Aubusson tapestries and rugs take their name from the small towns of Aubusson and Felletin, located in Central France from where they have been produced since the 14th century. Their fascinating history began with production on looms in small family workshops and local weavers were soon joined by highly skilled weavers from Flanders. Georgraphy played its part too, as the local river Creuse had acidic water which helped fix the natural vegetable pigments used to dye the wools used for weaving.
By the sixteenth century Aubusson tapestries were famous. During this time the weavers developed a new technique in which they were able to create depth of vision and created designs based on the Italian Renaissance, with its emphasis on a realistic depiction of nature and scenic landscapes. Such tapestries hung in the grand houses of the nobility, where they were status symbols. They were very visually impressive and it was difficult to copy or replicate them. The position of Aubusson as a dominant force remained unchallenged until the French Revolution which saw the downfall of the French nobility and their possessions were discredited and destroyed. At this time the manual weaving which was highly skilled and physically demanding was replaced by mechanisation and tapestries were no longer fashionable. Aubusson survived in a reduced capacity by creating reproductions and diversifying into furniture covers and floral tapestry carpets. Some simpler designs became popular once more at the end of the 19th century but it was not until after the end of World War II that a real revival in tapestry weaving occurred.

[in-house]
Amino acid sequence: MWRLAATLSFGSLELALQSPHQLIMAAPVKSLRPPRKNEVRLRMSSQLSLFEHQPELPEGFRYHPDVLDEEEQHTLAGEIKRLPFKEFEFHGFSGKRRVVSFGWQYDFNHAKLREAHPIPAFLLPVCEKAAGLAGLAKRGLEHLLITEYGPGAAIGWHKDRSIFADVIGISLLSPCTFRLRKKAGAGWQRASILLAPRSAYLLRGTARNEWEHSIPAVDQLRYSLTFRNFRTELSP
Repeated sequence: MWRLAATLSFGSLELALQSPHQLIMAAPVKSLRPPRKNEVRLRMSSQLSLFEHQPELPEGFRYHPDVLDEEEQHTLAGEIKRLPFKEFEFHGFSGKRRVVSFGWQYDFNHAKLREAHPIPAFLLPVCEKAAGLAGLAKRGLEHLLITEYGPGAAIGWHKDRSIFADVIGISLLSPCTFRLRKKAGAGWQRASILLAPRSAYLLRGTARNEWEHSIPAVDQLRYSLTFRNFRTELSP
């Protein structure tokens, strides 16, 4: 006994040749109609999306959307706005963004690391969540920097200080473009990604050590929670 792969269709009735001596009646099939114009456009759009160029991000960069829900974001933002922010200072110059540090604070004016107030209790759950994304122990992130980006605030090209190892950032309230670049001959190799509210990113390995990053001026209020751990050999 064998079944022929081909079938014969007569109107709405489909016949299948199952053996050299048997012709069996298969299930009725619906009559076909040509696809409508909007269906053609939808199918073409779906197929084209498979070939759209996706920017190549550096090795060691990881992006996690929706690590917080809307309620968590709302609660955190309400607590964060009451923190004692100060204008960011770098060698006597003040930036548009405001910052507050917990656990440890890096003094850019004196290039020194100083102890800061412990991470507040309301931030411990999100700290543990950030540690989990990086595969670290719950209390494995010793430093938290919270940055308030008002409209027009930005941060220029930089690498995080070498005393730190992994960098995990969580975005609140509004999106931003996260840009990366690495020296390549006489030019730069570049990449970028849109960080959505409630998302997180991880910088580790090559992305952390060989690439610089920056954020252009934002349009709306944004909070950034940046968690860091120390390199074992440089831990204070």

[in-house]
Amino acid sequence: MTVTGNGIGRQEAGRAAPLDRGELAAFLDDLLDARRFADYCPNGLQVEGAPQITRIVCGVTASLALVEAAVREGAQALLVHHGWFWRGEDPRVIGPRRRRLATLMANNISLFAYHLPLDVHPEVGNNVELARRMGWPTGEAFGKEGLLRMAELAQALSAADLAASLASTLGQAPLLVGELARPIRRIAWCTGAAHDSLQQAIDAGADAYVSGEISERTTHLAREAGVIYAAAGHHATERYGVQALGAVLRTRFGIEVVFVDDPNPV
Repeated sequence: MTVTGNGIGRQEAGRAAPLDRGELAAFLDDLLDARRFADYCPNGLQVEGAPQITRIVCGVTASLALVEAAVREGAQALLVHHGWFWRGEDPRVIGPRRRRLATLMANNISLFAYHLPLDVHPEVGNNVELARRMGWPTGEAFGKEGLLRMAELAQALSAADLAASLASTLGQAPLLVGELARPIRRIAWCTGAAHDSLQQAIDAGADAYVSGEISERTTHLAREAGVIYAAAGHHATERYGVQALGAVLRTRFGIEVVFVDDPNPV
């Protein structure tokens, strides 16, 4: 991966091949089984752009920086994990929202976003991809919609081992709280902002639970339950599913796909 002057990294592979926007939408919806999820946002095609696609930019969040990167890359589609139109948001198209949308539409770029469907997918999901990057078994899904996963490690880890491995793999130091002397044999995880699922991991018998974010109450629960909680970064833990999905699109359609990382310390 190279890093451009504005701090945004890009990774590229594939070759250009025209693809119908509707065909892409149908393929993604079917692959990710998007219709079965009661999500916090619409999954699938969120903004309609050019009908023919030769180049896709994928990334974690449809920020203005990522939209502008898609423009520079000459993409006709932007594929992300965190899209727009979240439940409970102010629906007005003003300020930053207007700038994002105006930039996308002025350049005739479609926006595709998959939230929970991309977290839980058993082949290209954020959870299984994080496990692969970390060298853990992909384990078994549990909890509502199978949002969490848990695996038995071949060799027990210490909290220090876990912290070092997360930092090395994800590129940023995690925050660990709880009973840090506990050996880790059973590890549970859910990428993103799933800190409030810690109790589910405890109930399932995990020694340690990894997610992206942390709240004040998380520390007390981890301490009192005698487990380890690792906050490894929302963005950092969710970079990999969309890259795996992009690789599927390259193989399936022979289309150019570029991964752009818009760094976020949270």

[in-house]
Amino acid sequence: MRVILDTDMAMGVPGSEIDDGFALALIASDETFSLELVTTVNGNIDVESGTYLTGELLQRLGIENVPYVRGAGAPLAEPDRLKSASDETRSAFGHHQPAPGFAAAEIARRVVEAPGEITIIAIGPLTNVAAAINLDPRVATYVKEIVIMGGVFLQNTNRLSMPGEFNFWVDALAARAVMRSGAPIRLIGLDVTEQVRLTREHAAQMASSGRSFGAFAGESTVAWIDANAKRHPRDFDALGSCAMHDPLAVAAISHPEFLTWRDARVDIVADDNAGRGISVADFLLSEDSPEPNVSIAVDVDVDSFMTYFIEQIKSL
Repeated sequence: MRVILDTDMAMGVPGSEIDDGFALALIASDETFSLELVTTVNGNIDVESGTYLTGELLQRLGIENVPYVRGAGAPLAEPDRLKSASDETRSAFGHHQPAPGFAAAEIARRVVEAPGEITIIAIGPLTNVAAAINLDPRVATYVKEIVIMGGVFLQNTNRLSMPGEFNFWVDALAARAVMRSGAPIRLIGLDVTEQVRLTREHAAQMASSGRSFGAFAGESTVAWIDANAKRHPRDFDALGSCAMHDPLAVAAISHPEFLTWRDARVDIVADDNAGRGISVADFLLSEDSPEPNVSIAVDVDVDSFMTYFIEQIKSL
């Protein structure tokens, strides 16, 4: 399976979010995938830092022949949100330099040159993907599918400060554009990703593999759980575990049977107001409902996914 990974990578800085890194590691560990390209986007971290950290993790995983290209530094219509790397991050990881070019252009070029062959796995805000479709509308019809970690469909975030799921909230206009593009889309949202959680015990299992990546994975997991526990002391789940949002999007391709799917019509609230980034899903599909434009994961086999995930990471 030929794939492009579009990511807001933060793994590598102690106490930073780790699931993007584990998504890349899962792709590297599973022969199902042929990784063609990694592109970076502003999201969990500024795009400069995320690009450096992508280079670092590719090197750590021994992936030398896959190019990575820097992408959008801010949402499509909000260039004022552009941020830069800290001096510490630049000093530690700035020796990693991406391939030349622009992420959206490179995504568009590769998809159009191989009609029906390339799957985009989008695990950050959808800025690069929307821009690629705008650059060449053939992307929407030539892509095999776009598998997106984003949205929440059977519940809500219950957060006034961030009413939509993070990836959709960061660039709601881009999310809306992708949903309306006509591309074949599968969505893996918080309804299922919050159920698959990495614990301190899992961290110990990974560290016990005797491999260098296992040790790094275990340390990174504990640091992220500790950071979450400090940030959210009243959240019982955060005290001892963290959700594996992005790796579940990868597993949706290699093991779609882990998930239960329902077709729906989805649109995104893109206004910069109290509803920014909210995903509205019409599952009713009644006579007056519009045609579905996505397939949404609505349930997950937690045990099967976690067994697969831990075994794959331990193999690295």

And Now Today . . .
The appeal of Aubusson tapestries has been gaining ground once more and they are again highly desirable. It is no wonder as they add so much to an interior space. The wonderful old colours in their woven wool and silk create a subtle palette of colours, they can be used in any room, whether to relieve a lack of natural light, liven up bare walls or in a small space where a hanging tapestry can dramatically define a space instead of relying on antique furniture and floor area.
The texture of tapestries create a tactile experience, they add warmth, depth and atmosphere to a room in a unique way. They are a perfect backdrop for English and French antique furniture adding richness and an extra layer of complexity to a room.
At Angela George Antiques I have been fortunate enough to have a variety of Aubusson antique textiles. This photograph is of a beautiful wall hanging depicting a woodland scene in lovely soft colours, featuring ducks and a swan framed by intricately woven trees to the sides, all created using soft muted tones. In addition I have an early Aubsusson panel featuring cherubs offset in a Victorian velvet surround. Coming soon will be some beautiful antique cushions made from sections of Aubusson, in the meantime please take a look at the antique textiles section to see all the wonderful creations which are currently available.